Type of Document Master's Thesis Author Reichert, Brian Anthony Jr. Author's Email Address firstname.lastname@example.org URN etd-11997-164941 Title Application of Magnetorheological Dampers For vehicle Seat Suspensions Degree Master of Science Department Mechanical Engineering Advisory Committee
Advisor Name Title Cudney, Harley H. Kachroo, Pushkin Ahmadian, Mehdi Committee Chair Keywords
- Seat Suspension
- Brian A. Reichert
Date of Defense 1997-12-03 Availability unrestricted AbstractThis study evaluates and provides solutions to the problem of poor subjective feel of seat suspensions that employ magnetorheological (MR) dampers and skyhook control. An Isringhausen seat suspension that had been modified to replace the stock passive damper with a controllable MR damper was used to evaluate the problems and potential solutions. A seat suspension tester was built using materials from 80/20 Incorporated and a hydraulic actuation system from MTS. An HP Dynamic Signal Analyzer was used as the main piece of data acquisition equipment, along with a Pentium PC and National Instruments Data Acquisition card. All of the hardware is installed in a controlled laboratory facility at Virginia Tech's Advanced Vehicle Dynamics Lab.
The first task was to analyze the source of the unexpected peak in the acceleration spectrum of the suspended seat. This analysis was accomplished using a combination of pure tone inputs and a Fourier analysis of a simple model of the system. This analysis indicated that the peak is actually three times the resonant frequency of the seat suspension. The analysis also indicates that the frequency components continue at odd multiples of the resonant frequency, however, the third peak is the most noticeable. The third multiple is in the resonant frequency range (4-8 Hz) of the human body, so it was initially blamed for the poor subjective feel of the seat. However, solutions to remove this harmonic were tested without success.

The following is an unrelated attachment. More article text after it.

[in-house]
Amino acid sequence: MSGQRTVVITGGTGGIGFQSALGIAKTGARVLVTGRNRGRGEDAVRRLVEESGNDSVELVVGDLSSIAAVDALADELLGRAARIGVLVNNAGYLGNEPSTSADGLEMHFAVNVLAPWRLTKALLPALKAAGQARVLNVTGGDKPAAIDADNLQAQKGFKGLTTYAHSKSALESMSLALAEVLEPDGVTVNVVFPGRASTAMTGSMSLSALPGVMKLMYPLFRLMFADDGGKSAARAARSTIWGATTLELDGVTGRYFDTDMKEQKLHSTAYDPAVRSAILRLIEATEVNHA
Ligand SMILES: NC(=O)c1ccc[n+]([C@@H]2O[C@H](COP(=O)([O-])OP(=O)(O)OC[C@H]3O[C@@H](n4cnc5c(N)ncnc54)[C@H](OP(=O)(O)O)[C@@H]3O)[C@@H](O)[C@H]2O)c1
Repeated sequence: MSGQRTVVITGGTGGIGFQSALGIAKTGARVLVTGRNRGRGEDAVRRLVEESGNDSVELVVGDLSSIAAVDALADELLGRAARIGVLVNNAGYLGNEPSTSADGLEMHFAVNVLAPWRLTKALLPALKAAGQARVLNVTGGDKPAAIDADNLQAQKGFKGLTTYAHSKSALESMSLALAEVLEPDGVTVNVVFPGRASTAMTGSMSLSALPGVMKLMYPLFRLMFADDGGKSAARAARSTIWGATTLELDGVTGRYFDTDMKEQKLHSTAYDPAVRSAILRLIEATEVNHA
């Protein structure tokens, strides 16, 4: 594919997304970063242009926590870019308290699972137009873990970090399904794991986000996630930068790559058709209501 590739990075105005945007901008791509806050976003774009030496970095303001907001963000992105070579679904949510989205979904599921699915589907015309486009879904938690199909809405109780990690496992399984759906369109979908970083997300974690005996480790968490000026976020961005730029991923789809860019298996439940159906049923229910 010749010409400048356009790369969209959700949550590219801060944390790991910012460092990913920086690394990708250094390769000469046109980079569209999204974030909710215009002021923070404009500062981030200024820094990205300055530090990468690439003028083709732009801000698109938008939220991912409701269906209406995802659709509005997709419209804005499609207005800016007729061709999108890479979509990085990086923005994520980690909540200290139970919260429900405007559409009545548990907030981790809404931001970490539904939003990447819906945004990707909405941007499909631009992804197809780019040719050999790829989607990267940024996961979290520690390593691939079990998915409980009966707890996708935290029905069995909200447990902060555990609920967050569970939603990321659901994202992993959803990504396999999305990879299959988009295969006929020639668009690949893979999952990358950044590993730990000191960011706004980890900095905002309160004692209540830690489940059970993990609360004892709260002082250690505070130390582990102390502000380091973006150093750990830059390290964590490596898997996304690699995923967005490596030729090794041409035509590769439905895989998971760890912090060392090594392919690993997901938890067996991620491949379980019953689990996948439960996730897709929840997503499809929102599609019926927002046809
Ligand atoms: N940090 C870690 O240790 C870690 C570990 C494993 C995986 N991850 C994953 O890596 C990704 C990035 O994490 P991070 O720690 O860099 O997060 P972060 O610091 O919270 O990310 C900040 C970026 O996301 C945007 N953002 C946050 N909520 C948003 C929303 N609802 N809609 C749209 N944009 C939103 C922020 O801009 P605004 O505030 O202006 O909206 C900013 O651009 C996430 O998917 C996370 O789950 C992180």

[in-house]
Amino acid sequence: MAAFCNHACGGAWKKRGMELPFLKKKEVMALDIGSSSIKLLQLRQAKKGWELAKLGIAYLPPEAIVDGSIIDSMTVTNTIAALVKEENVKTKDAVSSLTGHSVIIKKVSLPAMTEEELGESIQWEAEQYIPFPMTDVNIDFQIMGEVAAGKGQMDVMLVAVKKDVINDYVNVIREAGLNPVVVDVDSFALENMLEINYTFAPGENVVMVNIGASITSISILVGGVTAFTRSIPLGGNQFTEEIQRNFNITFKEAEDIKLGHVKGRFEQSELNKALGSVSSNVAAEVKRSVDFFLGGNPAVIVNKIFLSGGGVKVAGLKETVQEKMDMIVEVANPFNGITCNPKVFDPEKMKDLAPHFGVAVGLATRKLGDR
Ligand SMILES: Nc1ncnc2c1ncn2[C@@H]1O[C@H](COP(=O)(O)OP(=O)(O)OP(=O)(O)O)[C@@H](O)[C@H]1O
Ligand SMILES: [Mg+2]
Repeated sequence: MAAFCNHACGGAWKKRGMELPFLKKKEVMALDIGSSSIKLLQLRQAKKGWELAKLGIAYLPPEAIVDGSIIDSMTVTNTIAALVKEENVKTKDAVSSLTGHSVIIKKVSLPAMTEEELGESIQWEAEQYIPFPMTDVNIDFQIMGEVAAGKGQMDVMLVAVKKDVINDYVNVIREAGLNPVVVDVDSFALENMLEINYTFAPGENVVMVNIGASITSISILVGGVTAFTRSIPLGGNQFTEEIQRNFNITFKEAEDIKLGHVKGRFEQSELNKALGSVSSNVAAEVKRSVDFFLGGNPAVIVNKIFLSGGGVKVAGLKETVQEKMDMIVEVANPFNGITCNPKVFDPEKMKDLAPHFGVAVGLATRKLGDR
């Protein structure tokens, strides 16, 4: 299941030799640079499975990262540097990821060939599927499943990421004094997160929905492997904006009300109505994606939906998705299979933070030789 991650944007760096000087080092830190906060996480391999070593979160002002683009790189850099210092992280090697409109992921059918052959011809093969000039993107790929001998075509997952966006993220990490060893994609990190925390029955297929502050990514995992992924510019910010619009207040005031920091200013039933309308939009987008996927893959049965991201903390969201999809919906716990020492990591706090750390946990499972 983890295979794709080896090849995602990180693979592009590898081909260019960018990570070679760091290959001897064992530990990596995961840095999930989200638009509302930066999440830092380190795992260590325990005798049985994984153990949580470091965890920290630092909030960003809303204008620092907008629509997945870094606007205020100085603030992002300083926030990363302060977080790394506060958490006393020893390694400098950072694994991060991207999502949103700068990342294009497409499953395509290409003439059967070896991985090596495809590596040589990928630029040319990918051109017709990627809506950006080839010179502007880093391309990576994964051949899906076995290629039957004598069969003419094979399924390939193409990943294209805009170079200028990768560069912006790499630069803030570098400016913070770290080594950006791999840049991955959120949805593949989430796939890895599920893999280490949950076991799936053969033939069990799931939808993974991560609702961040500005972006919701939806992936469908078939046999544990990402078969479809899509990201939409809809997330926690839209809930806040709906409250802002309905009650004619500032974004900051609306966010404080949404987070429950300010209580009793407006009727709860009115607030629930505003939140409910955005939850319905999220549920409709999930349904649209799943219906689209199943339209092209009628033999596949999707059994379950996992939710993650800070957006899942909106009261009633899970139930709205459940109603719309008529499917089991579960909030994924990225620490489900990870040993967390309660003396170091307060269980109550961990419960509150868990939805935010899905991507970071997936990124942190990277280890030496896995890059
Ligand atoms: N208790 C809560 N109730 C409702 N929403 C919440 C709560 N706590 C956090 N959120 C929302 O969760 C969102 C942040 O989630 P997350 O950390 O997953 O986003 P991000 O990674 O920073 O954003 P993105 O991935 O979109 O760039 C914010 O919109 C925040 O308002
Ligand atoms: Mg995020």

The work progressed to a time domain analysis, which eventually led to determining the source of the poor subjective feel. The seat suspension was excited with a variety of inputs. The seat acceleration and damper control current were examined in the time domain to show that the cause of the poor subjective feel is the control signal discontinuities. The control policy was modified to remove the control signal discontinuities and was found to improve the subjective feel of the seat.
Finally, several two-degree-of-freedom control policies were implemented and tested. Although the results from this testing are inconclusive, they generated several recommendations for future research.
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